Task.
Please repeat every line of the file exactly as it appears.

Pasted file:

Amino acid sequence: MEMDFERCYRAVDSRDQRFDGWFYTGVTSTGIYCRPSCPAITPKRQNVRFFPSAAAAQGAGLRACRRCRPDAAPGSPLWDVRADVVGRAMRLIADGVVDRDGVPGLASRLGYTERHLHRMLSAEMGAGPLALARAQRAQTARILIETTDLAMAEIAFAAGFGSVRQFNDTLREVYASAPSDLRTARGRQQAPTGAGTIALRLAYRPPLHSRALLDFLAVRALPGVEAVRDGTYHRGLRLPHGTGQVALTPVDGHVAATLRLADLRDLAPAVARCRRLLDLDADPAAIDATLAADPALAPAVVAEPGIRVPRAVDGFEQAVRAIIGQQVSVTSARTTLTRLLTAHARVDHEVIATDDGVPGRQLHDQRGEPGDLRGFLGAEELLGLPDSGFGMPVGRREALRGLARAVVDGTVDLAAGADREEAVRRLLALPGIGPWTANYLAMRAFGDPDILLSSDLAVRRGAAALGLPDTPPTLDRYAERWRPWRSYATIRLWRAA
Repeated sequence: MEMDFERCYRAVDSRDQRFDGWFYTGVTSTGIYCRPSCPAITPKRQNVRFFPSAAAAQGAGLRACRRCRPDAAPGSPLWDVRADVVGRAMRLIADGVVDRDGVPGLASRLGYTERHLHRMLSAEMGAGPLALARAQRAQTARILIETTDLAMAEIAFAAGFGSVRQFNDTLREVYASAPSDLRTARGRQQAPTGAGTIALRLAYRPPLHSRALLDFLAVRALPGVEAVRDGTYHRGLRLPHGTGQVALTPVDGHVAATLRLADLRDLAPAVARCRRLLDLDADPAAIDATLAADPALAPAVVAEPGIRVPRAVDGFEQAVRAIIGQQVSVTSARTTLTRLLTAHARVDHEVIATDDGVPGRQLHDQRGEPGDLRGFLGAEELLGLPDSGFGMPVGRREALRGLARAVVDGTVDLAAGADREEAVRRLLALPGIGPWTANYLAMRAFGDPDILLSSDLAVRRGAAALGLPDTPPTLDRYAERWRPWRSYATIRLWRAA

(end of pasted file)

Amino acid sequence: MEMDFERCYRAVDSRDQRFDGWFYTGVTSTGIYCRPSCPAITPKRQNVRFFPSAAAAQGAGLRACRRCRPDAAPGSPLWDVRADVVGRAMRLIADGVVDRDGVPGLASRLGYTERHLHRMLSAEMGAGPLALARAQRAQTARILIETTDLAMAEIAFAAGFGSVRQFNDTLREVYASAPSDLRTARGRQQAPTGAGTIALRLAYRPPLHSRALLDFLAVRALPGVEAVRDGTYHRGLRLPHGTGQVALTPVDGHVAATLRLADLRDLAPAVARCRRLLDLDADPAAIDATLAADPALAPAVVAEPGIRVPRAVDGFEQAVRAIIGQQVSVTSARTTLTRLLTAHARVDHEVIATDDGVPGRQLHDQRGEPGDLRGFLGAEELLGLPDSGFGMPVGRREALRGLARAVVDGTVDLAAGADREEAVRRLLALPGIGPWTANYLAMRAFGDPDILLSSDLAVRRGAAALGLPDTPPTLDRYAERWRPWRSYATIRLWRAA
Repeated sequence: MEMDFERCYRAVDSRDQRFDGWFYTGVTSTGIYCRPSCPAITPKRQNVRFFPSAAAAQGAGLRACRRCRPDAAPGSPLWDVRADVVGRAMRLIADGVVDRDGVPGLASRLGYTERHLHRMLSAEMGAGPLALARAQRAQTARILIETTDLAMAEIAFAAGFGSVRQFNDTLREVYASAPSDLRTARGRQQAPTGAGTIALRLAYRPPLHSRALLDFLAVRALPGVEAVRDGTYHRGLRLPHGTGQVALTPVDGHVAATLRLADLRDLAPAVARCRRLLDLDADPAAIDATLAADPALAPAVVAEPGIRVPRAVDGFEQAVRAIIGQQVSVTSARTTLTRLLTAHARVDHEVIATDDGVPGRQLHDQRGEPGDLRGFLGAEELLGLPDSGFGMPVGRREALRGLARAVVDGTVDLAAGADREEAVRRLLALPGIGPWTANYLAMRAFGDPDILLSSDLAVRRGAAALGLPDTPPTLDRYAERWRPWRSYATIRLWRAA